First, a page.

The rebellion led by David Yauyau in South Sudan’s Jonglei State has attracted some press coverage lately; here I’ll try to provide some background sources about Yauyau and his movement, as well as some key dates. Yauyau has rebelled twice – from May 2010 to June 2011, and from April 2012 to the present. Small Arms Survey published a backgrounder (.pdf) in 2011 on the first rebellion. The backgrounder analyzes the rebellion partly in terms of internal politics within the Murle community, to which Yauyau belongs. Reports by the Sudan Tribune (April 2012) and Reuters (September 2012) offer information on the second rebellion and its place within the broader constellation of rebel movements South Sudan faces. From the Reuters story:
Yau Yau, thought to have limited military experience, first rebelled in May 2010 after standing as an independent candidate in the state’s parliamentary election for the Gumuruk-Boma constituency. He lost to the SPLM [Sudan People’s Liberation Movement, the ruling party in South Sudan] candidate by a big margin.
During his first revolt, he gained support amongst the youth because he was seen as a champion of Murle interests. But he also lost backing when he accepted a South Sudan government amnesty in June 2011, allegedly in exchange for a house, cars and cash, according to Murle involved in the negotiations.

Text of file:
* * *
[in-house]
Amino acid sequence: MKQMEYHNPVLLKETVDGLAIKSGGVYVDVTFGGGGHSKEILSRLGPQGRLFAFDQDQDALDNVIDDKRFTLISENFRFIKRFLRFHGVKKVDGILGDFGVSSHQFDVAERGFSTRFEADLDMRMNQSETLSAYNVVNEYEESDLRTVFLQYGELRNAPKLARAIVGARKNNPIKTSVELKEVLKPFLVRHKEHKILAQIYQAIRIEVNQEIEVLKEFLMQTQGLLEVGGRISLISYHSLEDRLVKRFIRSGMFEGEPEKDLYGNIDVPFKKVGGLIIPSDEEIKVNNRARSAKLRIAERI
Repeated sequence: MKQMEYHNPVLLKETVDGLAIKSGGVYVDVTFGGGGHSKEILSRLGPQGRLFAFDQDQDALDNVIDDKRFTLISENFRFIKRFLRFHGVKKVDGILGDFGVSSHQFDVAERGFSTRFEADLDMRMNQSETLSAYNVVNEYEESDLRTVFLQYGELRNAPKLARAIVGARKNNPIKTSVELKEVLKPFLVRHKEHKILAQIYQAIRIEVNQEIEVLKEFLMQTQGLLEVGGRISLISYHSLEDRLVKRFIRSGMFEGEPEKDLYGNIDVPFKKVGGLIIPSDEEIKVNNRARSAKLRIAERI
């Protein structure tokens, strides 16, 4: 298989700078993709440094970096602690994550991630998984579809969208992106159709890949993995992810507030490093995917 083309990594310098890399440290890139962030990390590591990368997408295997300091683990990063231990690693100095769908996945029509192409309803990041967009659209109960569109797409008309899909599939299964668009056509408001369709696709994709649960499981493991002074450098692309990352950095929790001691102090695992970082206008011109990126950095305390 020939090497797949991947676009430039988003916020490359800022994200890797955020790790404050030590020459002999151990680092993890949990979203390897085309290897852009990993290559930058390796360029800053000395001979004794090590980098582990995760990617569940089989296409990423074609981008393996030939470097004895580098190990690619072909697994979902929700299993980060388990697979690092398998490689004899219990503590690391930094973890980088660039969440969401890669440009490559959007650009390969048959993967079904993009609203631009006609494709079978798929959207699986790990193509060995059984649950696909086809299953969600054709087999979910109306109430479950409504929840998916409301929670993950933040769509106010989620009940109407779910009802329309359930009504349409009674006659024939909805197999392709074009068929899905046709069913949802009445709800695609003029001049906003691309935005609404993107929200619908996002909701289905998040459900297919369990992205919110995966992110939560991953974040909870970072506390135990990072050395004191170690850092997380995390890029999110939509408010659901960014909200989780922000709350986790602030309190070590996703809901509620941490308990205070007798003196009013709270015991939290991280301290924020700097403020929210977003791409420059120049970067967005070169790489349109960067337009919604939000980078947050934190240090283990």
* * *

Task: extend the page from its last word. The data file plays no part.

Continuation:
He defected to Khartoum in April while supposedly being treated in a Kenyan hospital, and later went back to Jonglei with 19 men, arriving in July, Murle leader Konyi said.
According to a radio station called Radio Yau Yau, which the Juba government believes is broadcasting from Khartoum, his rebels are fighting in reaction to abuses committed during the disarmament program, especially the rape of Murle women.
VOA has more on Yauyau’s recruitment among Murle youth in the wake of government disarmament campaigns in Jonglei State in March 2012.
In April of this year, continued attacks by the rebels seemed to indicate that they were rejecting a government offer of amnesty. In an interview with VOA this week, Yauyau said that the rebels want the government to create a new state for minority ethnic groups like the Murle:
“This time around, we are fighting for the people of South Sudan, the minority communities like the Murle and the others…They don’t have a voice… they don’t have rights to live in the land. We don’t have a voice in the government. We are struggling together with them and we’ve lost some of our sons.”
Here are the dates of some battles between Yauyau’s forces and the SPLM’s Army, the SPLA: